This application note describes one alternative method for a circuit breaker operating condition estimate. By providing and analyzing the actuating coil current waveform during opening or closing operations, one can get an insight into the circuit breaker’s operational status. Standard IEC62271-100 suggests the actuating coil current waveform should be recorded during a test and attached to the test report.
The actuating coil consists of a conductor wrapped around a movable iron plunger forming an electromagnetic actuator. The actuating coil becomes energized following the initiation of a control command.
The coil plunger motion can be characterized by the current flowing through the coil. The correlation between the breaker operational condition and the coil current waveform suggests the use of the actuating coil as a ready-made non-invasive condition monitoring sensor. The resulting coil current waveform provides a chronological record of the operating sequence and timings associated with the various breaker components during operation.
The current flowing through the breaker actuating coil generates an electromagnetic field exerting a force upon the plunger, moving it towards the breaker latch mechanism. At the same time, the motion of the iron plunger induces an EMF (Electromotive Force) in the coil. Figure 1. illustrates the effect of the moving iron plunger on the opening (trip) coil
current. It presents a part of the graph that was recorded using the CAT device and the DVWin software.
When the opening (trip) command is initiated the coil is energized (Figure 1, point 1) and the current rises causing a magnetic field to apply a force on the iron plunger. When the force on the plunger exceeds the retaining force, the plunger begins to move (point 2). The motion of the iron plunger induces an EMF in the coil, effectively reducing the current. As the plunger continues to move through the coil, the current flowing through the opening coil changes (Figure 1, the segment between the points 2 to 3), until the plunger strikes the latch mechanism. At that time a sudden reduction in the velocity of the plunger occurs resulting in a “cusp” in the current waveform (point 3). The combined mass of the plunger and the latch continue to move at a reduced velocity causing a further reduction in the coil current (segment between the points 3 to 4) until it hits a buffer bringing it to rest (point 4). With the plunger at rest the current increases to the saturation level (DC current that is proportional to the coil resistance, point 5). Meanwhile, the latch unlocks the operating mechanism, releasing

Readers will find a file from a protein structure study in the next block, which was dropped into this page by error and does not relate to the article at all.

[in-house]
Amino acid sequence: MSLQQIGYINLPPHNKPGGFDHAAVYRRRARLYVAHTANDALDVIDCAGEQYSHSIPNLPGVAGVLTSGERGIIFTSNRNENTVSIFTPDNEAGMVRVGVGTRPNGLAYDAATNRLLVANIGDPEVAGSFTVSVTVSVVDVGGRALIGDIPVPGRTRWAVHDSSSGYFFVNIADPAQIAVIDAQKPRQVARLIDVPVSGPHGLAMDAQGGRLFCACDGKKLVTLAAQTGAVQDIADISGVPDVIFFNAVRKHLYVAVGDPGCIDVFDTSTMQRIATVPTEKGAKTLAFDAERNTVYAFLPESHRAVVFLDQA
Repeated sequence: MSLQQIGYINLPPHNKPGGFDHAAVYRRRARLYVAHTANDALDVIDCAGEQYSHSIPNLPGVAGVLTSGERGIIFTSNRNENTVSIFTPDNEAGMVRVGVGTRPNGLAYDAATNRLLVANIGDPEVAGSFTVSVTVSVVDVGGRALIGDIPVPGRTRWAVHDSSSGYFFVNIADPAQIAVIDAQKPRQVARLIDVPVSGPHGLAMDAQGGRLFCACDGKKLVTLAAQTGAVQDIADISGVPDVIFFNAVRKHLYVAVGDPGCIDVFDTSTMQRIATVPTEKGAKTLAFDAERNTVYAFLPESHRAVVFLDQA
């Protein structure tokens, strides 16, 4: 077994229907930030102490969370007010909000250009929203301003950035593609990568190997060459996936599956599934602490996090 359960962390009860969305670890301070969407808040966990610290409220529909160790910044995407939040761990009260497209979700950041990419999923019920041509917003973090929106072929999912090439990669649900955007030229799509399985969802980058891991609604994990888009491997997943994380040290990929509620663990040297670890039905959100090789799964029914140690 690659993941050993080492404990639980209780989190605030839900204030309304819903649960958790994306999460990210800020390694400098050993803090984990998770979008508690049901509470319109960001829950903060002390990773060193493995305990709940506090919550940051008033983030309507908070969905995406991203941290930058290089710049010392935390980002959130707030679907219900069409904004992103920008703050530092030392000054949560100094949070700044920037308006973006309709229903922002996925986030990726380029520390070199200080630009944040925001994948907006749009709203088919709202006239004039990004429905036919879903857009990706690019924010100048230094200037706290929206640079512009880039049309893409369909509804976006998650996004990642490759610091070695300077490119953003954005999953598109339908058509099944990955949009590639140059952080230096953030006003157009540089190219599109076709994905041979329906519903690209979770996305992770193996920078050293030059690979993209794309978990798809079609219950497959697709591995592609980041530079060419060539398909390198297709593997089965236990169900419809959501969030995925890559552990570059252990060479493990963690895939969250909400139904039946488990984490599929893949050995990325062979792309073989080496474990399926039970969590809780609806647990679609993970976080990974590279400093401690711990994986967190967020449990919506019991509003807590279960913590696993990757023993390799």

the stored energy to open the main breaker contacts. Typically, after a short delay the auxiliary contacts open, disconnecting the opening coil from the substation DC battery supply, or some other supply (point 6). As the coil is de-energized, the current drops quickly to zero in accordance with the coil inductance (point 7).
Keeping in mind the previous analysis and comparing the recorded coil current waveform with its reference, it is possible to obtain information about coil condition (i.e. increased friction of the plunger, burned insulation, etc.), unlocking latch condition (increased friction), and operating mechanism condition (reduced operating mechanism speed that can be seen based on the opening time of auxiliary relay contacts).
An actuating coil current waveform can be recorded with Circuit Breaker Analyzer & Timer (CAT instruments) using DV-Win software. The CAT device records the graphs of both Opening (Trip) and Closing coil currents. A coil current waveform can be printed in a graphical form. The CAT contains a coil control circuit which allows the user to operate the circuit breaker Opening and Closing coil from this device. To record a coil current waveform it is needed to connect the coil control cables to the control circuit of a circuit breaker as shown in Figure 2. In addition, initiation of the opening and closing steps from the CAT device is enabled, as well.
To record and display a coil current waveform on a PC it is necessary to use DV-Win software providing a detailed analysis of the coil current waveform.
October 20, 2020